- Show off some personality
Ryan O’Hara, VP of Marketing at LeadIQ, has cultivated an online video personality that makes him extra recognizable to prospects. Similarly, Suzi Linder has a dazzling onscreen presence thanks to her background in theatre. (Seriously. We’re not kidding about the theatre thing.)
- Record your videos in blitzes
Do you stretch before exercise? Right. Take a few video warmup outtakes and once you’re ready, record videos for several prospects all in one sitting with what Khadijah Plummer calls a video Blitz. “If you’re not enthused,” says Khadijah, “they’re not going to care about what you have to say – and they certainly won’t watch your entire video.”
- Nail the basics
- Share your sense of humour
Jeff Howell, Director of Growth at the home care software AyalaCare, likes to end his videos with celebrity endorsements that are poorly-faked by design. Just make sure it’s friendly, relatable humour, and doesn’t touch on the fatal four – politics, religion, pay, and criticism.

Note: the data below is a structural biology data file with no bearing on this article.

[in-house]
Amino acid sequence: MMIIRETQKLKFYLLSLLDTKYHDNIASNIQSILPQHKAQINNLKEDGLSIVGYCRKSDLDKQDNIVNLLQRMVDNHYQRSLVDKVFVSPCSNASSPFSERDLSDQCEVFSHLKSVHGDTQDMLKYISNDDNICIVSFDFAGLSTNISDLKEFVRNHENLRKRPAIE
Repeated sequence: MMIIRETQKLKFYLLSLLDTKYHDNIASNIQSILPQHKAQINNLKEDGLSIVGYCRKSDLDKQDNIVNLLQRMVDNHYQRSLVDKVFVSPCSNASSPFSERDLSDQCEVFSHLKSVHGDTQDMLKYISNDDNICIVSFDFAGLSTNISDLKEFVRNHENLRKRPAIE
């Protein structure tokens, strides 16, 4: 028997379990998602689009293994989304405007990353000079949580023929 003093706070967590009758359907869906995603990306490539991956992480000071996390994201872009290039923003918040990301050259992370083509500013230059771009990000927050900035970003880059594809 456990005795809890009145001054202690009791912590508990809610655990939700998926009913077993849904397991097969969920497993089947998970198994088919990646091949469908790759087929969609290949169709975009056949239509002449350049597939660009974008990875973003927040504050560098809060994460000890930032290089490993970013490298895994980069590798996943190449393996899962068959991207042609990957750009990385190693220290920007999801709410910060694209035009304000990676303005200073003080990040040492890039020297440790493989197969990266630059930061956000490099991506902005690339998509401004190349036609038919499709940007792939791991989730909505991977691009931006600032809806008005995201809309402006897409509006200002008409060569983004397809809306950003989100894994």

- Narrate your own video
Again, it takes a little post-production work, but if you’re working off a limited list of accounts, the additional investment can push your video across the threshold of must-watch worthiness. Jeff Howell of AyalaCare narrates some of his videos, and they sometimes go “viral” within prospects’ companies, reaching the CEO and earning more than 75 views.
Have more ideas? We’ll bet you do. Tweet us @vidyard and show us what you’ve got!